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1000-Year-Old Viking Farm Dug Up Near Swedish Capital

© Photo : Arkeologerna, Shm / En vikingatida gård grävs ut i Viggbyholm i Täby i sommarA Viking-era farm excavated in Viggbyholm in Täby this summer
A Viking-era farm excavated in Viggbyholm in Täby this summer - Sputnik International
A prehistoric farm with numerous utensils dating back to 400–550 AD found in the Greater Stockholm area may shed new light on how the area looked during the Late Iron Age.

Excavations at an 8,000-square metre area in preparation for urban construction in Viggbyholm in Täby, Stockholm County, have yielded a prehistoric viking farm.

As excavations progressed, traces of houses and buildings, probably from different eras, emerged from under layers of peat. The Viking-era farm was located by a bay that cuts into the landscape.

While the excavation is still underway, arrowheads, gristmills, ceramics, amulet rings, and a needle case are some of the finds unearthed from the ground. Needle cases made of bone or metal, where fine sewing needles made of bone, bronze or iron were stored, are often found in Viking tombs and were worn by women as accessories.

"It is probably not a large farm but rather subordinate to another farm that was located nearby at this time called Kjula or Tjula and which is mentioned in the historical sources. But it is an exciting place", John Hamilton at the Archaeologists, Sweden's leading consultant on archaeology and cultural environments, said in a press release, suggesting that the utensils found reflect everyday life on the farm.

The archaeologists' suggested name for the farm is Vikby (literally "bay village"), which was mentioned in chronicles in the Middle Ages. However, it may be older than that. The remains of several houses and buildings in the area have also been found, but how they fit together and during what eras they were built, is unknown. Some finds indicate that a medieval farm was on the site as early as around 400–550 AD, only to survive into the Viking era.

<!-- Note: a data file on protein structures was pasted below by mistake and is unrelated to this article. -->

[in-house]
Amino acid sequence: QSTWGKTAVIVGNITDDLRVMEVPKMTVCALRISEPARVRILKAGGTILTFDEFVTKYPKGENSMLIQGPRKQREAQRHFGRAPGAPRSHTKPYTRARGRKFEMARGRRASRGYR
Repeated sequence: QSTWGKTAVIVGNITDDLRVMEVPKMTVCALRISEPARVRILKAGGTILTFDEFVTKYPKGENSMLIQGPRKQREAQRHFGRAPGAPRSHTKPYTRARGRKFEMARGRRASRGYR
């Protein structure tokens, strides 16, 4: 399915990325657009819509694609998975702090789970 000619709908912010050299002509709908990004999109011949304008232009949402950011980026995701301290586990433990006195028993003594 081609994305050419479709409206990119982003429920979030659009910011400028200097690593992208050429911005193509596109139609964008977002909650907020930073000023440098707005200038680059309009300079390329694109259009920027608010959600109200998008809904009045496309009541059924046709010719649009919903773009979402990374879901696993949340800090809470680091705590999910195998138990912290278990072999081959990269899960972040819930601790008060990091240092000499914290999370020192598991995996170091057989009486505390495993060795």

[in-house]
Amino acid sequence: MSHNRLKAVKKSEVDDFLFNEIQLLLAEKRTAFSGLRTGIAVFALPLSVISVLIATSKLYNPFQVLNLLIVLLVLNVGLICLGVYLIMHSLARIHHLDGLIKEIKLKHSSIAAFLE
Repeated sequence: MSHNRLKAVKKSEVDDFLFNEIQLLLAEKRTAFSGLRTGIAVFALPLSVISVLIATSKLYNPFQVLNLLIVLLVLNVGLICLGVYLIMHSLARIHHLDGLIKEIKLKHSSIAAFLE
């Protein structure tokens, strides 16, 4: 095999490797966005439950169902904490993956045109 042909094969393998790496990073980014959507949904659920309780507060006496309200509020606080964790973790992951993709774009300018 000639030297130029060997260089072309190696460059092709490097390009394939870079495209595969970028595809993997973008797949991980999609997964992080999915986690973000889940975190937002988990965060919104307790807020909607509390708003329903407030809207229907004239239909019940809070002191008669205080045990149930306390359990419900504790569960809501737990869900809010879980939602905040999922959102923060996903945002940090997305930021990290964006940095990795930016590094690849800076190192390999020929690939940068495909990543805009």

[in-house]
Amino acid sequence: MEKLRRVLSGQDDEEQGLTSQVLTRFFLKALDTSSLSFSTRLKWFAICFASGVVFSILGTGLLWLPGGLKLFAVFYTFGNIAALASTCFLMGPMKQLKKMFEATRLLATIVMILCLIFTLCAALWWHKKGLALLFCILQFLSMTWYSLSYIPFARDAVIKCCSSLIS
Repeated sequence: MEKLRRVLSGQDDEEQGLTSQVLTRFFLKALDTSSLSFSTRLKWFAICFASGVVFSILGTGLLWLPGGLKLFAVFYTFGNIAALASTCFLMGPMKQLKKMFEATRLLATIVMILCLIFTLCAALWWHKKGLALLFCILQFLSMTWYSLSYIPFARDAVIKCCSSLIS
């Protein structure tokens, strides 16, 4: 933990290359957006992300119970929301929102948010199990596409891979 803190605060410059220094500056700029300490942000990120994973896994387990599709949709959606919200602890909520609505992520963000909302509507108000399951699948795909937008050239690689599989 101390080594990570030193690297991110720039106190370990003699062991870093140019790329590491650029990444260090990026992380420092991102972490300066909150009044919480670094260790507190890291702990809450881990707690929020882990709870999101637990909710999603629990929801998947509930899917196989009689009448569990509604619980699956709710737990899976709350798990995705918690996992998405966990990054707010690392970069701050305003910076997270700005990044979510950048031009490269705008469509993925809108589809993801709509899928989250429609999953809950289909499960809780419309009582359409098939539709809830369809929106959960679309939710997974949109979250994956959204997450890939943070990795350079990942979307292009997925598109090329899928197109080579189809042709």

"We have made some medieval finds and found what looks like a medieval house construction, where the walls rest on a foundation of stones instead of on erected pillars as during the Viking Age. We are now discussing whether the place was abandoned in the Viking Age or whether there was a farm there later", John Hamilton concluded.

During the Viking Age (793-1066), Scandinavian sailors known as Vikings undertook large-scale raids, conquests, and trading missions throughout Europe, settled in Iceland, Ireland, the British Isles, and even reached North America.

However, while Danish and Norwegian ships most often sailed westwards, Swedish ships set sail for the east and south. As their ships were pulled many miles on land over logs to the next waterway, be it a lake or river, the Swedish Vikings made deep inroads into present-day Germany, Poland, the Baltic States, and Russia, reaching the Byzantine Empire and Constantinople.

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